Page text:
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The RPG Maker Horror Revolution That No One Noticed

Tracing the legacy of a forgotten genre.

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a screenshot from Omori

RPG Maker Horror Games are kind of having a moment these days, in a way they haven’t since a decade ago: the Hello Charlotte series just came to an end, news of the Ib remake is being broken by mainstream outlets, and while the remasters of Mad Father and The Witch’s House flew under the radar, they were otherwise well received. Still, there is no doubt that the genre isn’t as popular as it used to be, and that even this short resurgence has already begun losing steam.

Horror fads such as this come and go, that much is to be expected now, but they often leave some form of legacy behind: without Amnesia there would be no Soma; without Pony Island there couldn’t be Inscryption. Is there anything that wouldn’t exist, that would be so different to fundamentally not be the same, if it wasn’t for RPG Maker Horror games? Or have they simply disappeared into obscurity? Did they simply not have enough staying power to influence new developers? More importantly, what even are those “RPG Maker Horror games”?

Naming Names: Defining RPG Maker Horror

Those who have never heard of this genre could be forgiven for thinking that an RPG Maker Horror game (RPGMH, from now on) is just that: a horror game, made with the “RPG Maker” game engine. After all, it says it right in the name! Sometimes, though, names just don’t work like that: TV shows of today are often made with streaming in mind, and playing a board game through a computer doesn’t turn it into a videogame.

Similarly, it’s neither the engine nor the horror that defines this genre: on one hand, games as basic as RPG Maker Horror games could be made with any engine – the Mad Father remake isn’t made with RPG Maker, the way the original is, yet it is still part of the same genre; for the same reason, not every horror game made with RPG Maker is RPGMH, as the genre certainly doesn’t include the likes of the LISA series, or the various 2D demakes of Resident Evil.

RPG Maker Horror game Mad Father
A common gameplay screen from the Mad Father Remaster.

So, what does make a game an RPGMH? Being a subgenre of horror, they must be either scary, spooky, or disturbing, while their core mechanical identity derives from the limitations of older versions of RPG Maker. These key elements include the isometric perspective reminiscent of ‘90s JRPG, as well as the inventory, menus, and combat systems typical of the genre.

Some of the more peculiar aspects of RPGMH seem instead to move against the strength of the engine: most of those games don’t actually feature turn-based combat, while each and every one of them has puzzles, inventory management, and action scenes – mostly chase sequences that take place directly on the world map, often resulting in a jumpscare and a game over when the player is caught.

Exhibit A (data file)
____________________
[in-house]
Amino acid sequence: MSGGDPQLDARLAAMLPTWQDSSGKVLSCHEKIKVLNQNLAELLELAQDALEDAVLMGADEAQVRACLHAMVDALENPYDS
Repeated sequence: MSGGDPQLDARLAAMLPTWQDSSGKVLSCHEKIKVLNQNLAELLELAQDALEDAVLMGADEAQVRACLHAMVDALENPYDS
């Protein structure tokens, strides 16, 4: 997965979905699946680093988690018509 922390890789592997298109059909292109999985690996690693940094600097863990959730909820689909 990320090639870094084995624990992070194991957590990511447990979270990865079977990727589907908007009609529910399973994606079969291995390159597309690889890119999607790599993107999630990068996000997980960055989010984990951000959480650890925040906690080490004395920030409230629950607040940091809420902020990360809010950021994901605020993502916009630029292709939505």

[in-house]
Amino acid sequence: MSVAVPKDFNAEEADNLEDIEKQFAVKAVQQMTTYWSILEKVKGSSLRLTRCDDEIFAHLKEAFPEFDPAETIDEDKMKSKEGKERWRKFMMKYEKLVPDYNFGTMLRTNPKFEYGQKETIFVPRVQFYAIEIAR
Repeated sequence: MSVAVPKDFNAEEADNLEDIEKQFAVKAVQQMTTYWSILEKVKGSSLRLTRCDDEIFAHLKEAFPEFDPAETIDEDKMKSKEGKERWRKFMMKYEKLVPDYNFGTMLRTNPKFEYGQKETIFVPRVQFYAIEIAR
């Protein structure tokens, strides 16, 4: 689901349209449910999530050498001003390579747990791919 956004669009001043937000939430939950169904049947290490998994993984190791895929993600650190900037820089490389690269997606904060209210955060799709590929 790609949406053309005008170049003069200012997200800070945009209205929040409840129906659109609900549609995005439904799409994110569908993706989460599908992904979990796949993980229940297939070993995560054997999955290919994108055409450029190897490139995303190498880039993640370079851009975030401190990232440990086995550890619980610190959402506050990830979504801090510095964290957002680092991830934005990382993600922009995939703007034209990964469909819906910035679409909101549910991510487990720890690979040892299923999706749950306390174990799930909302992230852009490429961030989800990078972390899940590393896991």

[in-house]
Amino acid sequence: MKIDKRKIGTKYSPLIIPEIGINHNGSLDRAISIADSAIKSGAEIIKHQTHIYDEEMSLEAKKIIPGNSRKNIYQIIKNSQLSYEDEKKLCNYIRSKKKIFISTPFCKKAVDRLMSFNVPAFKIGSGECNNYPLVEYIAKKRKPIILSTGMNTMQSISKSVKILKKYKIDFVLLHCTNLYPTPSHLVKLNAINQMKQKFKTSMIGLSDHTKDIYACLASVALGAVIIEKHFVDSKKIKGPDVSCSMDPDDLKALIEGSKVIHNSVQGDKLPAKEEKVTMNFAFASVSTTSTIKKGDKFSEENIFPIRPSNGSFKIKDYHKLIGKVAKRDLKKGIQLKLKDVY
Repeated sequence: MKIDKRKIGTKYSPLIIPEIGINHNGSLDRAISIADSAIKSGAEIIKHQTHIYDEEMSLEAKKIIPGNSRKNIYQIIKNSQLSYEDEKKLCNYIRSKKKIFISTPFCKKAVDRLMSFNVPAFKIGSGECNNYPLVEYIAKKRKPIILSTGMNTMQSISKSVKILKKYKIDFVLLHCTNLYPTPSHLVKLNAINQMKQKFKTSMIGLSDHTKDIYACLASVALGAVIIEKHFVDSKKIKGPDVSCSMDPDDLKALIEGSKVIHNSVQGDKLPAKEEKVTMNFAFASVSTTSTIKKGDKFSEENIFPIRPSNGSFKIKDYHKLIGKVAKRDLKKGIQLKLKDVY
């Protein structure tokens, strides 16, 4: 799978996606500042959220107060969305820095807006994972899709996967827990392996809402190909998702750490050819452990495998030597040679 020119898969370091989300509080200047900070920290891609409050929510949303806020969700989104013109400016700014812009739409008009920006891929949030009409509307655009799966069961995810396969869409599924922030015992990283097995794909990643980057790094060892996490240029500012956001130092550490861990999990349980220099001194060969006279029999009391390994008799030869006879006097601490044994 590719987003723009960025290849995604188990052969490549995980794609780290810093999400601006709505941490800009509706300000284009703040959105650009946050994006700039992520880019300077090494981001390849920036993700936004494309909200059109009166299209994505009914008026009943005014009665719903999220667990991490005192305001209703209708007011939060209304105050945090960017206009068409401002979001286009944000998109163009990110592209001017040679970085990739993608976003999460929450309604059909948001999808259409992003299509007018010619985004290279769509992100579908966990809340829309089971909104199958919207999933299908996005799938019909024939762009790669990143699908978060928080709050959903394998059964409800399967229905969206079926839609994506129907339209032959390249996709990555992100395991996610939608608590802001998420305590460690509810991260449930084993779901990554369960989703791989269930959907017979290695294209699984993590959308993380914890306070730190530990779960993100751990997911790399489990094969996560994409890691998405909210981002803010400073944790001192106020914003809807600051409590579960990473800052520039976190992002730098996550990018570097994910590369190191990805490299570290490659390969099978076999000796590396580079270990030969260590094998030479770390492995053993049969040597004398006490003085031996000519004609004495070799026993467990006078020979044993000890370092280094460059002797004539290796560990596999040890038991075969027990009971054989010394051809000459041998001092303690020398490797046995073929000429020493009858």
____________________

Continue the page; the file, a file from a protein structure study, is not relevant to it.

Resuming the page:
Combat-less RPGs and Legacy

Even then, an RPG without turn-based combat isn’t a rare sight in 2022, not after the success of traditional, combat-less CRPGs like Disco Elysium, or of the hybrid of roleplaying and ship management/simulation that are Sunless Sea and Sunless Skies, verging ever closer towards adventure games while still being very clearly about roleplay.

Here, in the combat-less RPGs world, is where the influence of RPGMH games is more evident. In OneShot, from Future Cat LLC, the player is greeted from the very start with a familiar mix of oppressive atmosphere, world traversal and inventory puzzles, low definition pixel art, and an isometric perspective.

Even though the story quickly moves away from horror, the gameplay keeps the impossible geography and on-the-nose symbolism of the puzzles that are synonymous with RPGMH games. The weight that those elements carry on such a short, nebulous story helps filling the void left by the absence of any dedicated combat mechanics.

OneShot’s staircase to nothing appears just minutes from the game’s start.

The same principle can be seen clearly in The Witch’s House, one of the most beloved RPGMH games and one of the first to be given a remaster, back in 2018. On one hand, there’s the impossible geometry of the house the game takes place in or the shifting furniture of rooms larger than the building itself.

Then there’s the black cat, the only recurring character with actual spoken lines. The function of the animal is seemingly just to taunt you, starting every other sentence with an out-of-place “Yo”, before saving your game. In actuality, the cat serves another function: to throw off the balance between the real and absurd into the realm of the grotesque.

In both cases, the focus of the story moves freely from literal events to the abstract, suspended reality, encouraging the player to engage with the symbolism as much as with the gameplay itself.

A Fear Born Inside

Another interesting core component of the genre, one that clashes far more with RPGs conventions, is the incredibly low number of nonplayable characters. Ib has just 5 characters, 3 of which are absent for the majority of your playthrough. The Witch’s House has just 3, none of which (including the protagonist) can truly be considered important to the story.

The reason is simple: there are no side quests in RPGMH games, so there are no NPCs to ask you for favors; there are no items but key items, essential for progression, meaning nothing to buy or sell to a merchant; no hub areas sprawling with life either, no new cities to discover through your travels, no crowds of one-bit characters repeating the same line, over and over…

This is a genre rooted in psychological horror, so what fear it can bring has to hatch from within. Its protagonists are often insecure, lonely, and scarred by an unfortunate life, but it isn’t this life that we get to play through. Instead, most games in the genre materialize the broken inner world of their protagonists into what the community refers to as a “nightmare version” of the game’s locations.